Did Nazi this coming? I did, on the bathroom walls of the nation

The rise of the common Australian white supremacist may have shocked many, but pro-nazi sentiment has long existed, anonymously carved on toilet doors.



As far as discourse goes, crisscrossing this country in a truck is not a particularly even endeavour. The voices over the CB offer their thoughts, but they’re often portraying a character. It, in its own special way, is a moving echo chamber. I’ve heard many castigate the government, minority Australia or the threat of terrorism, but it is often framed in a way to gain support.

I don’t strictly believe that they believe what they’re saying. They’re just breaking up the boredom of the road, four letters at a time.

But the crackle of the radio provides an unreliable narrator. Often, the only kernel of absolute truth is found in the places we rest. Sometimes in the earnest chat between drivers, but certainly tattooed into the walls of truck stop bathrooms. There, free of judgement, criticism or responsibility, resides what we’re really thinking.



Alongside the random phone numbers promising good times, or whoever it is (or whoever’s mum) and the frequency of their rooting, is the barest of thoughts, emotions – a narrative that continually shifts. It follows the news cycle. Back in the year of the plebiscite, the tone was often typical, but often not what you’d expect. Often, it’s hate and love.

One in response to the other. “Fuck fags” was scrawled into the wall, followed by a missive in a different colour: “I do”, which cascaded to the final word of a third party, yelling in blocky capitals: “we all shit here.”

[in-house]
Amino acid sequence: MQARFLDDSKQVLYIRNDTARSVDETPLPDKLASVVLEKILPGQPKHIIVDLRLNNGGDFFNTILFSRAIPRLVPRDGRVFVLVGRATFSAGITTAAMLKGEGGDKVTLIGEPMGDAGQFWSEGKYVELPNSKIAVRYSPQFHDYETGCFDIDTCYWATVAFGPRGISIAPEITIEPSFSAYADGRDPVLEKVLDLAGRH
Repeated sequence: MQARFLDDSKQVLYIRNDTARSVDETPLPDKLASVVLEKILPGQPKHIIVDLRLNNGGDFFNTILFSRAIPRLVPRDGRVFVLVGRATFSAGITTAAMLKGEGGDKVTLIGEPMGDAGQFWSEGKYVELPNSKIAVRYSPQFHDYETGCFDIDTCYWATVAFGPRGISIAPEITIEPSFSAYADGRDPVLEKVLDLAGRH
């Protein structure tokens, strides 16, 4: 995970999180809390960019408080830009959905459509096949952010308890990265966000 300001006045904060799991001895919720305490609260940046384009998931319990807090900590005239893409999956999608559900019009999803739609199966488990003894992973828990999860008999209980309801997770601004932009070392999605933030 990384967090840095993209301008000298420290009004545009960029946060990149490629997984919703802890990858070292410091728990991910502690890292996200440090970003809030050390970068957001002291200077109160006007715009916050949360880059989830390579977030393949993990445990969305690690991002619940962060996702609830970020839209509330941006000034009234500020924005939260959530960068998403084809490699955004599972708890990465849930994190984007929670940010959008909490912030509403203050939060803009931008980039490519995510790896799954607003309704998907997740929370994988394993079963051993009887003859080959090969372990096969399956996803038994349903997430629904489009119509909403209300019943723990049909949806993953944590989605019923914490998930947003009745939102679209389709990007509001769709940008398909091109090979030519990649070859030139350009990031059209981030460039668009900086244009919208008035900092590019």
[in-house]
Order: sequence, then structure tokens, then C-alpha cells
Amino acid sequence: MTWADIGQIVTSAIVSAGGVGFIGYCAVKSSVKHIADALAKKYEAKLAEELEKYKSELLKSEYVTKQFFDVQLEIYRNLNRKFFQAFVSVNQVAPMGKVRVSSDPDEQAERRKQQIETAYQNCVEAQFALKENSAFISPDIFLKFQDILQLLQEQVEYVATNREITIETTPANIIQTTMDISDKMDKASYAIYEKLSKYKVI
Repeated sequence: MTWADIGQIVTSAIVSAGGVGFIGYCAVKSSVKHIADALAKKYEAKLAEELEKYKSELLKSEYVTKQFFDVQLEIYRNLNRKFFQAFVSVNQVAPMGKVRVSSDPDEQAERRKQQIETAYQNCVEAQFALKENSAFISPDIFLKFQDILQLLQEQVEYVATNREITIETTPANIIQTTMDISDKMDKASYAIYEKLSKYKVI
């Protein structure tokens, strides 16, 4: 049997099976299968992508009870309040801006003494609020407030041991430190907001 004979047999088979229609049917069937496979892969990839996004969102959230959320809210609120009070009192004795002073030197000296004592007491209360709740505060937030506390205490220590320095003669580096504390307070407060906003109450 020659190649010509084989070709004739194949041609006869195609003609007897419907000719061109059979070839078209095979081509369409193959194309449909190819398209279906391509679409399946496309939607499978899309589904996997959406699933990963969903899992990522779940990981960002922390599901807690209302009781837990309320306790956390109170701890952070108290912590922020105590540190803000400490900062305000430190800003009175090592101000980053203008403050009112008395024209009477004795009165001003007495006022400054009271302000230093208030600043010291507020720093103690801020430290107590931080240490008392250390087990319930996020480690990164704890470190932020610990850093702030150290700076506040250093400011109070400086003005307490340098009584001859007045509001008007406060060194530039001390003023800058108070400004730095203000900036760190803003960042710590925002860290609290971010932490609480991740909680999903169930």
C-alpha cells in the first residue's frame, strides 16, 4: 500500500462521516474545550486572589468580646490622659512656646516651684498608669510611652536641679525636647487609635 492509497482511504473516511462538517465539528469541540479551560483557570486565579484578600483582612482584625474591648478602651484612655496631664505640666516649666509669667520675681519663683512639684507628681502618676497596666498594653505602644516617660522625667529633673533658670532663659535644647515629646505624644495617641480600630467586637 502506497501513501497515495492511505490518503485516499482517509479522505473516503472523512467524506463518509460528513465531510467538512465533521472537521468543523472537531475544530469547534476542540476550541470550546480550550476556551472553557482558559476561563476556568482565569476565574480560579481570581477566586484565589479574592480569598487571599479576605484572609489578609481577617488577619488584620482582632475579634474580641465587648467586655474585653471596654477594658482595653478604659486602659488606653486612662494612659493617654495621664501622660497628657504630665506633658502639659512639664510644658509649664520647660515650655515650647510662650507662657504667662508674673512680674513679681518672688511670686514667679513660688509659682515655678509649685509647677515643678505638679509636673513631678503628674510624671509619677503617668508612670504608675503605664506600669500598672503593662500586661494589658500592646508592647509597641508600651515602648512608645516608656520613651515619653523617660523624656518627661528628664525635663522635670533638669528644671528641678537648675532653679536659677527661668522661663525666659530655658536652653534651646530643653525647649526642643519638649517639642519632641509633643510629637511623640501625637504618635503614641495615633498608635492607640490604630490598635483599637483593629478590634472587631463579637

This, mind you, was a stop in the middle of practically nowhere. It’s a fairly accurate barometer of who we are. I don’t trust the headlines, nor the newspolls, but the silent commentary is a fairly reliable mark.

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Moving into 2019, the tone has shifted noticeably. While many of us rightly shook our heads at the images of Nazi salutes at St Kilda beach (and the cost of one Senator’s day out, which we paid for), I’m not particularly surprised that it happened.

In fact, if you could join all the swastikas I’ve seen on toilet doors, it’d probably lead you to that same shoreline.

You see, the toilet door is a one-way conversation. Often, it is entirely critical, either of someone or something. In the last 14 months, the tone has changed. It has morphed into prideful epithets or calls to arms, and they tend to follow the tone of “it’s ok to be white”, endorsed by an echo of the same statement. It is now a place to rally around while you’re at your most vulnerable, and strongest.

It’s easy to point out the Nazi when it is saluting you, but there were many goose steps prior to 2019. Yes, we have a Nazi problem, but we’ve had one for a while. Extremism walks in baby steps, testing the water to see how far it can wade in. They might be painted across broadsheet now, but we’ve made it ok.

Scott Morrison’s soznotsoz castigation of these people is one aspect, but the blame doesn’t solely rest on his shoulders. Nor does it with Sky News, who decided to put Blair Cottrell to air. They were, of course, attempting to do what every news force endeavours to do – drag eyeballs. It was a mistake, sure, but the reason it happened is because they figured enough people would listen to what he had to say. It even goes beyond the return of Pauline Hanson. Each was a brick laid to transport them to St Kilda.

The responsibility of those who disagree is to notice it, notice it, and not let it slide until it becomes overt. If we’re going to use the Nazi example, we shouldn’t look at 1939 for examples of it as a comparison. If we expect them to invade something, or openly commit acts of hideous violence, then we’re blind to the actual machinations of their creed.

If we want to kill ours in the crib, we should look far earlier, back to when Hitler’s mob was a just small fringe group of angry people in a Munich beer hall.




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